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Bend dentist denies charges, will fight $350K penalty

By Matt McDonald
Published On: Oct 04 2012 05:46:46 PM CDT
Updated On: Oct 06 2012 01:05:04 AM CDT

NewsChannel 21's Matt McDonald talked to state labor commissioner who awarded $347,000 to former dental assistant, and to the woman he denies ordering to attend Scientology symposium.

BEND, Ore. -

Scientology has often been surrounded by controversy, often involving movie stars. But the latest attention-grabbing legal fight focuses on a Bend dentist's alleged dictate that an employee attend a Scientology-affiliated symposium.

"The ultimatum that he gave me, to go to this symposium, sit down and listen to him speak to me about it, or it was my resignation if I left the room," said the former dental assistant for Dr. Andrew Engel. She agreed to talk to NewsChannel 21 by phone on Friday, if we did not use her name.

Refusing to go, she says she was badgered by her boss.

"It wasn't an easy decision for me to make, to walk away from my job," she said. "Unemployment was very high at the time, and I was the only full-time employee in my family."

On her last day, she says she told Engel she was filing a complaint with the state.

Oregon Labor and Industries Commissioner Brad Avakian said Thursday he has ordered Engel and his dental practice to pay nearly $350,000 in damages to the former employee who fled her job when ordered to attend a three-day Scientology-affiliated symposium or be fired.

Engel, whose Bend practice is AWE Dental Spa, issued a brief statement Friday through Portland attorney Michael Gordon, who said they will appeal the state labor commissioner's decision to the Oregon Court of Appeals:

"The decision from BOLI is erroneous, unsupported by the facts and contrary to Oregon law.  This employee was never discriminated against.   Dr. Engel and his office will appeal this erroneous ruling and continue professionally treating its patients as it always has."

Besides lost wages and health benefits, the damages include moving expenses after the complainant had to move out of state to find work, as well as emotional distress damages associated with the workplace harassment and complainant’s separation from her teenage daughter as she pursued alternate employment.

“Oregon workers deserve to feel safe on the job, secure from an employer’s pressure to do something that conflicts with their religious beliefs,” said Avakian.  “When an employee asks for an accommodation of their religious beliefs, there needs to be a real discussion about accommodation—not a ‘my way or the highway’ dismissal by the employer.”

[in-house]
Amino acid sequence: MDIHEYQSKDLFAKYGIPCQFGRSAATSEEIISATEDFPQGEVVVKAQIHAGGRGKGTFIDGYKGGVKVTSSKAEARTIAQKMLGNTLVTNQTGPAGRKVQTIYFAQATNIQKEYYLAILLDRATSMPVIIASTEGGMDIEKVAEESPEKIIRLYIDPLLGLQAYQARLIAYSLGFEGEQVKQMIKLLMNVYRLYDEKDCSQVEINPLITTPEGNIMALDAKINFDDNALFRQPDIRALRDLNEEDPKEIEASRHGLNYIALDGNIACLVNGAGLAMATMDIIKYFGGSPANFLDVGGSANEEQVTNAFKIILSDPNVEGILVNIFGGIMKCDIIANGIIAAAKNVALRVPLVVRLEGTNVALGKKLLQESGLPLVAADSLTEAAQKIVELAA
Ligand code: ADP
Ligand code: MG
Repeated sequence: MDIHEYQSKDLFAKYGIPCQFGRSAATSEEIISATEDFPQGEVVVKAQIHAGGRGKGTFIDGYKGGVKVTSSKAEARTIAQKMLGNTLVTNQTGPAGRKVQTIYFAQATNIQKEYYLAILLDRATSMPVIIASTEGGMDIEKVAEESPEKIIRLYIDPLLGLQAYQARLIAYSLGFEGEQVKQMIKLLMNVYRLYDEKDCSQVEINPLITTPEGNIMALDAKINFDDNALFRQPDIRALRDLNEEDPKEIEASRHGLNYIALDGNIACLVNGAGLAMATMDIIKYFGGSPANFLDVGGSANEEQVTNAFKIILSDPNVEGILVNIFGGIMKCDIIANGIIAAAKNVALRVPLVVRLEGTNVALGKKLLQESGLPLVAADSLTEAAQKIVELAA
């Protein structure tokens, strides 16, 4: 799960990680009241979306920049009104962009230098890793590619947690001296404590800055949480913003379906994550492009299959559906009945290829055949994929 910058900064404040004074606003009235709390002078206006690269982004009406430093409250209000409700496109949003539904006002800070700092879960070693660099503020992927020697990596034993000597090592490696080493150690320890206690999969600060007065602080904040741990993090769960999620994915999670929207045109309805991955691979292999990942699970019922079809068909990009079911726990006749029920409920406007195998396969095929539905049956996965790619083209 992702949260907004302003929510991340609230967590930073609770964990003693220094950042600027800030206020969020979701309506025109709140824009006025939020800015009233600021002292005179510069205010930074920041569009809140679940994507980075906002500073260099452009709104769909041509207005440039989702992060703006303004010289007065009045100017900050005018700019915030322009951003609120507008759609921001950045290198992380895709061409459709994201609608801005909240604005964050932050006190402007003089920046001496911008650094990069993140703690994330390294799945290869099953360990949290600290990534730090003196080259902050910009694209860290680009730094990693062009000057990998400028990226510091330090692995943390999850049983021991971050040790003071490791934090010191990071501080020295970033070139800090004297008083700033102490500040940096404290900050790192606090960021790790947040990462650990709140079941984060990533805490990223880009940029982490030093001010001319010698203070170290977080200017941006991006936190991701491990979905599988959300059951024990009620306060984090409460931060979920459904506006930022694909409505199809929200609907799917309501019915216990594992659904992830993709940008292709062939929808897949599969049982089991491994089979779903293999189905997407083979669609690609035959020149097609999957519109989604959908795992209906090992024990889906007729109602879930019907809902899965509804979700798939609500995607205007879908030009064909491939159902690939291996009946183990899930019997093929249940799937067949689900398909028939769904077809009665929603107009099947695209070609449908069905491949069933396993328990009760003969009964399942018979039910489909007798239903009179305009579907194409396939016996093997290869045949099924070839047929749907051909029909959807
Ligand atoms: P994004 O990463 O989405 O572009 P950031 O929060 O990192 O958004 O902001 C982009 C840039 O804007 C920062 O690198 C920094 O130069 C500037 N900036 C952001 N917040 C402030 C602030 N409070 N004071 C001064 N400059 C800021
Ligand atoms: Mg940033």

In investigating and prosecuting this case, Oregon’s Bureau of Labor and Industries (BOLI) said it found that Engel badgered the dental hygienist, now working in East Texas, for several days to convince her to attend the required training with her co-workers, repeatedly brushing aside concerns that Scientology conflicted with her Christian religious beliefs and ignoring a specific accommodation request for an alternative, non-religious training opportunity.

“Oregonians expect, and deserve, an agency that will support local employers who want to do right by their workers,” Avakian said.  “Right along with that, Oregonians rightly expect that an employer who is hounding a worker to attend a religion-based training conference, to the point that she quits a good job to get away from that environment, is going to be held accountable for their actions.”

Avakian said he imposed a much higher damage award than the $80,000 recommended by the agency's prosecutor, the largest by BOLI in recent history.

The sum includes moving expenses to Texas and a large payment for emotional distress for the harassment, and for a key impact on the dental assistant's personal life.

"She had to separate from her daughter and move to Texas to find work," Avakian said. "And in my opinion, that warranted the $347,000 order."

The woman said she had no idea such a sum would be ordered -- or any at all.

"I wasn't expecting that, nor did I ask for that," she said. "Actually, I didn't ask for any monetary amount."

BOLI called the order commensurate with what a jury verdict would see in a similar case. However, the victim also was advised she's unlikely to see any of that money for years -- if at all.

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